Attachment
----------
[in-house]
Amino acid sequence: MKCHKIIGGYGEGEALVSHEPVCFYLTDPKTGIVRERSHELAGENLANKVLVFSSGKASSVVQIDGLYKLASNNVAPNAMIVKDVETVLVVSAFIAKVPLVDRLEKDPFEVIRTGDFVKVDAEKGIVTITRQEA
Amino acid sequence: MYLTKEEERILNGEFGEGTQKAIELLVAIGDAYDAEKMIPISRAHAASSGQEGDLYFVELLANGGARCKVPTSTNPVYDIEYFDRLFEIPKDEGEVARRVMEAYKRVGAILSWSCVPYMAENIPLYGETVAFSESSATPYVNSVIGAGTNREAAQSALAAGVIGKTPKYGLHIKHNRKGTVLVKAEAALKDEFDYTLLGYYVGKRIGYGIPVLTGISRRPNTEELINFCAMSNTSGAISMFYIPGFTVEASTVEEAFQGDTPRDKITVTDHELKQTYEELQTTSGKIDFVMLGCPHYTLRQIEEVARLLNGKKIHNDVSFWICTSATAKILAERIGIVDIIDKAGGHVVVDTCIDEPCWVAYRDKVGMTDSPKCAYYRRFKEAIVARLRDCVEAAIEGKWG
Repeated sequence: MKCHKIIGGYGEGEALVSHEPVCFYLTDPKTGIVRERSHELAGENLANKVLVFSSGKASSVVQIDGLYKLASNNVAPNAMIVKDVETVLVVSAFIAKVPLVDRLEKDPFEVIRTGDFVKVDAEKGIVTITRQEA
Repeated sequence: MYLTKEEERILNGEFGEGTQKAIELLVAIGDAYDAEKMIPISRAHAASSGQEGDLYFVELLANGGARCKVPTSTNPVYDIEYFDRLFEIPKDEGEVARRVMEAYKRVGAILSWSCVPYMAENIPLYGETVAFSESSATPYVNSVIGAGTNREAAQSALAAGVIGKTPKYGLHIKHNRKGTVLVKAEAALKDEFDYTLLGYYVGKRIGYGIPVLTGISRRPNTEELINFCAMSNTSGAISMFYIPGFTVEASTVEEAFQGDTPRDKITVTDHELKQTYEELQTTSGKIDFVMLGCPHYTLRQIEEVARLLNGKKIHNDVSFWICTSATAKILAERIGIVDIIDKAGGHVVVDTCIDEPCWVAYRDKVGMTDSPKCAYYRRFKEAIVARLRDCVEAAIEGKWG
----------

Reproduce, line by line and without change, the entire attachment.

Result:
[in-house]
Amino acid sequence: MKCHKIIGGYGEGEALVSHEPVCFYLTDPKTGIVRERSHELAGENLANKVLVFSSGKASSVVQIDGLYKLASNNVAPNAMIVKDVETVLVVSAFIAKVPLVDRLEKDPFEVIRTGDFVKVDAEKGIVTITRQEA
Amino acid sequence: MYLTKEEERILNGEFGEGTQKAIELLVAIGDAYDAEKMIPISRAHAASSGQEGDLYFVELLANGGARCKVPTSTNPVYDIEYFDRLFEIPKDEGEVARRVMEAYKRVGAILSWSCVPYMAENIPLYGETVAFSESSATPYVNSVIGAGTNREAAQSALAAGVIGKTPKYGLHIKHNRKGTVLVKAEAALKDEFDYTLLGYYVGKRIGYGIPVLTGISRRPNTEELINFCAMSNTSGAISMFYIPGFTVEASTVEEAFQGDTPRDKITVTDHELKQTYEELQTTSGKIDFVMLGCPHYTLRQIEEVARLLNGKKIHNDVSFWICTSATAKILAERIGIVDIIDKAGGHVVVDTCIDEPCWVAYRDKVGMTDSPKCAYYRRFKEAIVARLRDCVEAAIEGKWG
Repeated sequence: MKCHKIIGGYGEGEALVSHEPVCFYLTDPKTGIVRERSHELAGENLANKVLVFSSGKASSVVQIDGLYKLASNNVAPNAMIVKDVETVLVVSAFIAKVPLVDRLEKDPFEVIRTGDFVKVDAEKGIVTITRQEA
Repeated sequence: MYLTKEEERILNGEFGEGTQKAIELLVAIGDAYDAEKMIPISRAHAASSGQEGDLYFVELLANGGARCKVPTSTNPVYDIEYFDRLFEIPKDEGEVARRVMEAYKRVGAILSWSCVPYMAENIPLYGETVAFSESSATPYVNSVIGAGTNREAAQSALAAGVIGKTPKYGLHIKHNRKGTVLVKAEAALKDEFDYTLLGYYVGKRIGYGIPVLTGISRRPNTEELINFCAMSNTSGAISMFYIPGFTVEASTVEEAFQGDTPRDKITVTDHELKQTYEELQTTSGKIDFVMLGCPHYTLRQIEEVARLLNGKKIHNDVSFWICTSATAKILAERIGIVDIIDKAGGHVVVDTCIDEPCWVAYRDKVGMTDSPKCAYYRRFKEAIVARLRDCVEAAIEGKWG